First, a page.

Thursday, July 23, 2009

Rope Access: the tool comparison

In the name of comedy, two pictures. First, this is the collection of tools I need to repair the leaks in the Artsgarden dome:

Tools for the repair work by you.

And, this is the collection of tools I need to get to where I need to do the repairs:

Tools for getting to the repairs by you.

None of this is optional; I'll use every piece of this before I'm done. The total weight is close to fifty pounds, not counting the tools in the first picture. And, this isn't a complete picture. I'm missing my suction cups, the kind glass installers use. And, for some places on the dome, I'll need an extra rope. The orange one is the safety line, the red dynamic line is my working line, and I'll need an extra positioning line for about a quarter of the repairs. That is, the orange one will (theoretically) never hold any weight. The red one holds me up, and the third rope will pull me sideways into position.


Dan Long said...

You use dynamic rope for your working line? That's not normal. Reason?

Jeff Mountjoy said...

I'm not planning on shock-loading it ever, if that's what you're asking. :-)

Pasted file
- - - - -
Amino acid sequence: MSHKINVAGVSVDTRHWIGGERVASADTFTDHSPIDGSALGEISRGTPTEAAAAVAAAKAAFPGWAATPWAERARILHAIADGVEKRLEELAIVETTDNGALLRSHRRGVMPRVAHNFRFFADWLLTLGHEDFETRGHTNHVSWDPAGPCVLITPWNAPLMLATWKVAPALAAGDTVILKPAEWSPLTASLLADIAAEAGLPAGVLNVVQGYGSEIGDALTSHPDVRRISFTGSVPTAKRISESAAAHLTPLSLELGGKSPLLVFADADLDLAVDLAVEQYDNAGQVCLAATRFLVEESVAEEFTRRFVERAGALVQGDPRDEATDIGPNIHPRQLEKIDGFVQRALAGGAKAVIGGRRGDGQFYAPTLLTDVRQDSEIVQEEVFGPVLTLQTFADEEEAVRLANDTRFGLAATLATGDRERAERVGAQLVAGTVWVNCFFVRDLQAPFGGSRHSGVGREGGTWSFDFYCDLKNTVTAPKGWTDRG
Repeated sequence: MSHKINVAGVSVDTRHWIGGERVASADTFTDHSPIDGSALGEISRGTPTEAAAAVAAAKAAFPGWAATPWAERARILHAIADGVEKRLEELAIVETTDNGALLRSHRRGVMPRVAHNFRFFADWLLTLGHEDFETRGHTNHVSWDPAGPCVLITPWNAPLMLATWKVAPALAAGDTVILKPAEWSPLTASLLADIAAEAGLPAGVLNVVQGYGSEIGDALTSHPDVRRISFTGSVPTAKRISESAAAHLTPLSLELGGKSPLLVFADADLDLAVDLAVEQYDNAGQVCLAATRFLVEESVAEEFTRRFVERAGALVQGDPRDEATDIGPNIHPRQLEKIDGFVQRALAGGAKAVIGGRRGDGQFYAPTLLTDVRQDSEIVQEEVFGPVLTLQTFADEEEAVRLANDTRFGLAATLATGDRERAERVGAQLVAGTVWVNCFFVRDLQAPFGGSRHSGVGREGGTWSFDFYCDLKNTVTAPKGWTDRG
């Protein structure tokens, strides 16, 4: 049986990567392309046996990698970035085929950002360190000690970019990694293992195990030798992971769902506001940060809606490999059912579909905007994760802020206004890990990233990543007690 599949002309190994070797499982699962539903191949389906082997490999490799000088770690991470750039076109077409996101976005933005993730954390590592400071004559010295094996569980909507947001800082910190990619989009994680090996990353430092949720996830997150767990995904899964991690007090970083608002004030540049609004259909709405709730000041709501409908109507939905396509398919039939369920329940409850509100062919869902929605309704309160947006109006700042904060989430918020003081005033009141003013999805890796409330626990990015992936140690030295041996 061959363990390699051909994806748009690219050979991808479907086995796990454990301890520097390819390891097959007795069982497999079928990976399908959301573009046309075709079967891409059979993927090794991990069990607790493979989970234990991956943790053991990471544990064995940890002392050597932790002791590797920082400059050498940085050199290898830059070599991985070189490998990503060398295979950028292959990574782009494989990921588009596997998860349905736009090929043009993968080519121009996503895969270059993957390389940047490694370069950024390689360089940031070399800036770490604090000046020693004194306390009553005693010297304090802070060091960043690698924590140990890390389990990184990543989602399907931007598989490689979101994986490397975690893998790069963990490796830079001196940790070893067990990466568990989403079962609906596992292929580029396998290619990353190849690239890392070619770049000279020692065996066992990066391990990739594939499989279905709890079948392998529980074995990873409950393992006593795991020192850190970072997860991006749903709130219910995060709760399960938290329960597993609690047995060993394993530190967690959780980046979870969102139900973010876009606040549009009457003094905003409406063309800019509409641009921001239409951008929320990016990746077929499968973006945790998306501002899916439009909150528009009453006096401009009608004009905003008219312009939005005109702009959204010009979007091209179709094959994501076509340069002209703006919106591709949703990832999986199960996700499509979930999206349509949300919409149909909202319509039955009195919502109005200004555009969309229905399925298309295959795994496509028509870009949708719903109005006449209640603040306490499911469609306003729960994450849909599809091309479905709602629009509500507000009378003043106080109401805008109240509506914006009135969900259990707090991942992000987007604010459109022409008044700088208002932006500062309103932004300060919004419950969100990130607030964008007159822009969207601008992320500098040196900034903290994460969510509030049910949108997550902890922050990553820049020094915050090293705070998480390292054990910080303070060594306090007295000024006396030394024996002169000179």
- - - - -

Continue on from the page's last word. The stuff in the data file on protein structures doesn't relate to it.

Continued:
It's entirely personal preference; I like the way it feels, and I like that bit of give it has. And it's more flexible than static, which makes tying knots easier and quicker, and also makes it easier to tie off the descender if I need to.

The rope I'm using is also only 10.5mm, so it's lighter than 11mm or 12mm rope. It's still rated for the appropriate weight; it's also sized well for my descender and ascenders.

One of the worries of dynamic is that it's more prone to abrasion over rough edges; that is, the stretch can give it a sawing action. Edge protection is important. I use old 1" tubular webbing; I've got lots of old webbing I've retired, but which is still fine for non-load-bearing use like this.